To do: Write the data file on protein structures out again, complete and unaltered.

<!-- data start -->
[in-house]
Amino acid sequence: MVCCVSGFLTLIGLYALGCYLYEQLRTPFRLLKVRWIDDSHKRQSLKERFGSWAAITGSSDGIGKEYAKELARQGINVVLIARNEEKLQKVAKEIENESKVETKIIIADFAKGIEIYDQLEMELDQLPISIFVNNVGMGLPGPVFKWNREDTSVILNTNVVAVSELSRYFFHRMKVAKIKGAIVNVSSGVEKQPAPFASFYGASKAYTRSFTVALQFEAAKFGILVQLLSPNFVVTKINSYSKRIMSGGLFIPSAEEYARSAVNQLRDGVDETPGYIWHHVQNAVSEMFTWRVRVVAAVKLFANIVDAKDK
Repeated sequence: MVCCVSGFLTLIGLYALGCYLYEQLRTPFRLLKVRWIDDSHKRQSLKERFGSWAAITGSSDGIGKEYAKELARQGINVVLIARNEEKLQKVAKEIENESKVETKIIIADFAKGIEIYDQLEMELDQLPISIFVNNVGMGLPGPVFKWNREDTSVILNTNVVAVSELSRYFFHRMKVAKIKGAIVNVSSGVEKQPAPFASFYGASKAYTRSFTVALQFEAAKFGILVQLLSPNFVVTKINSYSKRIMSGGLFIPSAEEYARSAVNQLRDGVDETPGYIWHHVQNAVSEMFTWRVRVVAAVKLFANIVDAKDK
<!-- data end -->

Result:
[in-house]
Amino acid sequence: MVCCVSGFLTLIGLYALGCYLYEQLRTPFRLLKVRWIDDSHKRQSLKERFGSWAAITGSSDGIGKEYAKELARQGINVVLIARNEEKLQKVAKEIENESKVETKIIIADFAKGIEIYDQLEMELDQLPISIFVNNVGMGLPGPVFKWNREDTSVILNTNVVAVSELSRYFFHRMKVAKIKGAIVNVSSGVEKQPAPFASFYGASKAYTRSFTVALQFEAAKFGILVQLLSPNFVVTKINSYSKRIMSGGLFIPSAEEYARSAVNQLRDGVDETPGYIWHHVQNAVSEMFTWRVRVVAAVKLFANIVDAKDK
Repeated sequence: MVCCVSGFLTLIGLYALGCYLYEQLRTPFRLLKVRWIDDSHKRQSLKERFGSWAAITGSSDGIGKEYAKELARQGINVVLIARNEEKLQKVAKEIENESKVETKIIIADFAKGIEIYDQLEMELDQLPISIFVNNVGMGLPGPVFKWNREDTSVILNTNVVAVSELSRYFFHRMKVAKIKGAIVNVSSGVEKQPAPFASFYGASKAYTRSFTVALQFEAAKFGILVQLLSPNFVVTKINSYSKRIMSGGLFIPSAEEYARSAVNQLRDGVDETPGYIWHHVQNAVSEMFTWRVRVVAAVKLFANIVDAKDK